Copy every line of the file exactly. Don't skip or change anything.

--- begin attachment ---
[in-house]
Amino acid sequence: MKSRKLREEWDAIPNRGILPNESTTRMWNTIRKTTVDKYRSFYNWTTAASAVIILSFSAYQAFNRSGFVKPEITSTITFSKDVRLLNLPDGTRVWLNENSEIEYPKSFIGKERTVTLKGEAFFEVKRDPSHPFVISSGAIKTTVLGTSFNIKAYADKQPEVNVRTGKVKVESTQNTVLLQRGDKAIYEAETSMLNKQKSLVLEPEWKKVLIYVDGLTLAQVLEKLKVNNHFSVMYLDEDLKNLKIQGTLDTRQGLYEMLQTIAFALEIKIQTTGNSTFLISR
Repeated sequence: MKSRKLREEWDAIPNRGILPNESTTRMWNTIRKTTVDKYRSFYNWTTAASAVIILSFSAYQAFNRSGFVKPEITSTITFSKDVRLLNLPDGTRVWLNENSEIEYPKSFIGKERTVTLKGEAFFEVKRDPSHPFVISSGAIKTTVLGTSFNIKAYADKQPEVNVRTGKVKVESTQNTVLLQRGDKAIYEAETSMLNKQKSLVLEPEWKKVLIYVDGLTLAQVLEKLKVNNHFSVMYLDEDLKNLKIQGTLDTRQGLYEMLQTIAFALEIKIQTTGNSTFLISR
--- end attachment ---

[in-house]
Amino acid sequence: MKSRKLREEWDAIPNRGILPNESTTRMWNTIRKTTVDKYRSFYNWTTAASAVIILSFSAYQAFNRSGFVKPEITSTITFSKDVRLLNLPDGTRVWLNENSEIEYPKSFIGKERTVTLKGEAFFEVKRDPSHPFVISSGAIKTTVLGTSFNIKAYADKQPEVNVRTGKVKVESTQNTVLLQRGDKAIYEAETSMLNKQKSLVLEPEWKKVLIYVDGLTLAQVLEKLKVNNHFSVMYLDEDLKNLKIQGTLDTRQGLYEMLQTIAFALEIKIQTTGNSTFLISR
Repeated sequence: MKSRKLREEWDAIPNRGILPNESTTRMWNTIRKTTVDKYRSFYNWTTAASAVIILSFSAYQAFNRSGFVKPEITSTITFSKDVRLLNLPDGTRVWLNENSEIEYPKSFIGKERTVTLKGEAFFEVKRDPSHPFVISSGAIKTTVLGTSFNIKAYADKQPEVNVRTGKVKVESTQNTVLLQRGDKAIYEAETSMLNKQKSLVLEPEWKKVLIYVDGLTLAQVLEKLKVNNHFSVMYLDEDLKNLKIQGTLDTRQGLYEMLQTIAFALEIKIQTTGNSTFLISR